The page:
Digital squatters

The ultimate word on that “digital natives” crap, from Lynn:

I keep reading this stuff about how today’s kids, teens, and twenty-somethings are “digital natives” — that they have never known a world in which there were no computers or cell phones and therefore they are almost like a different species from us older folk who just don’t quite “get” all this new technology. The truth is that in all age groups there are both technophiles and technophobes, just as in every generation there are people who can work on cars and people to whom anything mechanical is mysterious and confusing.

People my age who grew up watching Star Trek have been waiting for these gadgets for over half our lives. I wanted a smart phone years before the things even existed. The smartest and most ambitious did not wait. They made it all happen. Digital natives? My generation created this digital world we live in now. What does that make us?

All else being equal, the person who gets credit for something these days is the person who, in the judgment of the individual writing the article about it, most resembles the individual writing the article about it. Who would have though there could be such a thing as shared narcissism?

I’ve never seen anyone my age who couldn’t learn this stuff, given time and a little bit of effort, and that remains true even as my age spirals out of sight. We may be mere digital immigrants, but I’m betting we take our citizenship more seriously, if only because we never took it for granted.



  1. fillyjonk »

    14 August 2014 · 6:19 pm

    One of my few concessions to curmudgeonhood in the classroom is to tell my students they will never fully appreciate how wonderful the online journal article databases (which some complain are “hard”) are, because they never had to use the bound “Biological Abstract” books, which were big and heavy enough to break a toe if you dropped them on your foot.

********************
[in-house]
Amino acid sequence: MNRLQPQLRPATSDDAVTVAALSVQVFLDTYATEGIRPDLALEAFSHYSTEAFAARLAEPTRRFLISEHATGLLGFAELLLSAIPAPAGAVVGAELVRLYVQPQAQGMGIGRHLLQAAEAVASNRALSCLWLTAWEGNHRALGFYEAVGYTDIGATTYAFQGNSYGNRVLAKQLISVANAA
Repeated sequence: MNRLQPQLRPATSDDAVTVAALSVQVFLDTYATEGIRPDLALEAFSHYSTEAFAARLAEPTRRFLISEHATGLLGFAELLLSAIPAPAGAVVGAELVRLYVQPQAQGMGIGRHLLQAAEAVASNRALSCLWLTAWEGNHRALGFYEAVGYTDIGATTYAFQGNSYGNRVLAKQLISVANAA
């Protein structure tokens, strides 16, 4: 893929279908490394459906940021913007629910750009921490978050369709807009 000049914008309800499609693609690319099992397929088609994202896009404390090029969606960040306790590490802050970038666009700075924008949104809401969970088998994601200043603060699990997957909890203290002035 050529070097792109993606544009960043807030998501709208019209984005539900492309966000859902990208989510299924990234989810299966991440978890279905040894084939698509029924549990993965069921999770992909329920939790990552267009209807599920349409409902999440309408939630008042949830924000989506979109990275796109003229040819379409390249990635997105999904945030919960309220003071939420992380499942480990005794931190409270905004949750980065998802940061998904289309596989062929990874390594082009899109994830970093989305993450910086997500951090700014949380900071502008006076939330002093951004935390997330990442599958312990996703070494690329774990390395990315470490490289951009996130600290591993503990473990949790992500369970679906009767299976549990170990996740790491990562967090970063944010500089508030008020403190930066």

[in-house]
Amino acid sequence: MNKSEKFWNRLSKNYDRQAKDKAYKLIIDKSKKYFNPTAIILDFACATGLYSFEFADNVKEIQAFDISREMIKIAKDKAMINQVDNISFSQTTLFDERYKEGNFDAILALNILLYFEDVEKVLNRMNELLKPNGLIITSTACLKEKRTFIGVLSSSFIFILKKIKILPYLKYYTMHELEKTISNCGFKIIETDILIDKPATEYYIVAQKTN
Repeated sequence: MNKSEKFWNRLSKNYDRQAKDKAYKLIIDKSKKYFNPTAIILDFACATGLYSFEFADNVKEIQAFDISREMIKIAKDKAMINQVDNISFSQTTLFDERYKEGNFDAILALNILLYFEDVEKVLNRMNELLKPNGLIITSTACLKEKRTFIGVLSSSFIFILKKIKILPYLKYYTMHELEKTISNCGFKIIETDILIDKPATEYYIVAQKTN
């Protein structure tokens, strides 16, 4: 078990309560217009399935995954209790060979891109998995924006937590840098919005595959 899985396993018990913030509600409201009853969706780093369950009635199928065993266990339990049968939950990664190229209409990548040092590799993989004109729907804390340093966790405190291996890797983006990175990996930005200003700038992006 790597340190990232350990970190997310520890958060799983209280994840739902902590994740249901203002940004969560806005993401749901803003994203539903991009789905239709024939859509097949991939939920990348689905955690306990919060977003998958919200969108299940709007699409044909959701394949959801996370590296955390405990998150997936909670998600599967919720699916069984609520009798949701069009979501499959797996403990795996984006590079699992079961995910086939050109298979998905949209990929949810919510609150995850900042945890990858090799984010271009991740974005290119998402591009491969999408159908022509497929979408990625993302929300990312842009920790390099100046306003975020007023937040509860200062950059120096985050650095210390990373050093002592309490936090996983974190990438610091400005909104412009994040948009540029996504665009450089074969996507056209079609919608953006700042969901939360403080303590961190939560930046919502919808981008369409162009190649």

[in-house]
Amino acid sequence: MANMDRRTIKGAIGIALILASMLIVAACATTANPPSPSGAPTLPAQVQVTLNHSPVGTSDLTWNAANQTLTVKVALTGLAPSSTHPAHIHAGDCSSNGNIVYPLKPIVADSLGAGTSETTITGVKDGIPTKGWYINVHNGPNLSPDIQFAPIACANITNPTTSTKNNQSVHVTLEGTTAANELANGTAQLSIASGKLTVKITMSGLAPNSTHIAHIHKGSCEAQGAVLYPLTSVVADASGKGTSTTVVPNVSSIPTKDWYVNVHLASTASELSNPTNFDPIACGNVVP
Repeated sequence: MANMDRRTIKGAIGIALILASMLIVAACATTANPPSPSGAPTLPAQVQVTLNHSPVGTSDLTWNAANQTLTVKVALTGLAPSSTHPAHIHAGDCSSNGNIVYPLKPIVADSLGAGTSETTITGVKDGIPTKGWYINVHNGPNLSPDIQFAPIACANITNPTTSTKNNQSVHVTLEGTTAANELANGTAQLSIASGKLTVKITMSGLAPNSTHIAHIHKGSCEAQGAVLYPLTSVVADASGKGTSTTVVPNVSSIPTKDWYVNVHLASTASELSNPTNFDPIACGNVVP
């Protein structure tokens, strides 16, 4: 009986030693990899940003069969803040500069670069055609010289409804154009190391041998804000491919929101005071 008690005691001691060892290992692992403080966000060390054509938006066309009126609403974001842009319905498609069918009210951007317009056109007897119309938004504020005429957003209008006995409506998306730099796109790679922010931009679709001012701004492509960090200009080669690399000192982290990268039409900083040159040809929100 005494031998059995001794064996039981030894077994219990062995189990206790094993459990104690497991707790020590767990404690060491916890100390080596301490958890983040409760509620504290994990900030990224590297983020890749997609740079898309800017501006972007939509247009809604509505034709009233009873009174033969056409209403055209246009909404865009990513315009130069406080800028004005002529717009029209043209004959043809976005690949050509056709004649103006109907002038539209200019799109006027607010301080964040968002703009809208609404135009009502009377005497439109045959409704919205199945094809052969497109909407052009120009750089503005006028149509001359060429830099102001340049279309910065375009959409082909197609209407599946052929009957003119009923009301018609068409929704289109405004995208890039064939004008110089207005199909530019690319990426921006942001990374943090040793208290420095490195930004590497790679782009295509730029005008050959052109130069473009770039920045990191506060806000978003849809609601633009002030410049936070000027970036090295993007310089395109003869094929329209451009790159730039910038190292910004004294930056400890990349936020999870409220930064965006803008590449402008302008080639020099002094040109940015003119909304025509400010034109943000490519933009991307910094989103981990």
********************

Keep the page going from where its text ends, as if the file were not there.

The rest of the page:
2. Roger Green »

    14 August 2014 · 6:33 pm

    I wallow in blissful ignorance of texting or being texted. I DON’T WANT TO BE AVAILABLE all the time.

  3. Tom »

    14 August 2014 · 9:41 pm

    The thing I fear most about MOOCs is that they’ll accelerate the isolation of young people who never learned social skills. “Digital natives?” They’re being condemned to lives of social isolation, and jobs devoid of human interaction, a/k/a call center operators and reservation agents. Last I checked those jobs were being offshored to English-speakers in LDCs who were paid a fraction of the US minimum wage.

  4. CGHill »

    14 August 2014 · 9:51 pm

    My own social skills being questionable at best, I suppose I should consider myself fortunate to have something resembling an online persona that is not wholly different from my in-person persona.

  5. McGehee »

    14 August 2014 · 9:58 pm

    Why are people so convinced that “proper socialization” is impossible without formal supervision?

  6. CGHill »

    14 August 2014 · 10:14 pm

    It’s their definition of “proper” more than anything else.

  7. fillyjonk »

    15 August 2014 · 5:28 am

    Roger: YES SO MUCH THIS. I only turn my cell phone on when I’m expecting a call or am somewhere (like out in the field) where being able to call someone quickly in an emergency is important.

    Tom: I worry about that too. One of the things that really goes unspoken about the “digital natives” stuff is that there are some people who are going uncivilized. It’s being hinted we start teaching “soft skills” like how to shake hands properly and, dear God, table manners. To our college students.

    I mean, I thought some things were still the parents’ jobs, no?

  8. jsallison »

    15 August 2014 · 8:25 pm

    What parents?

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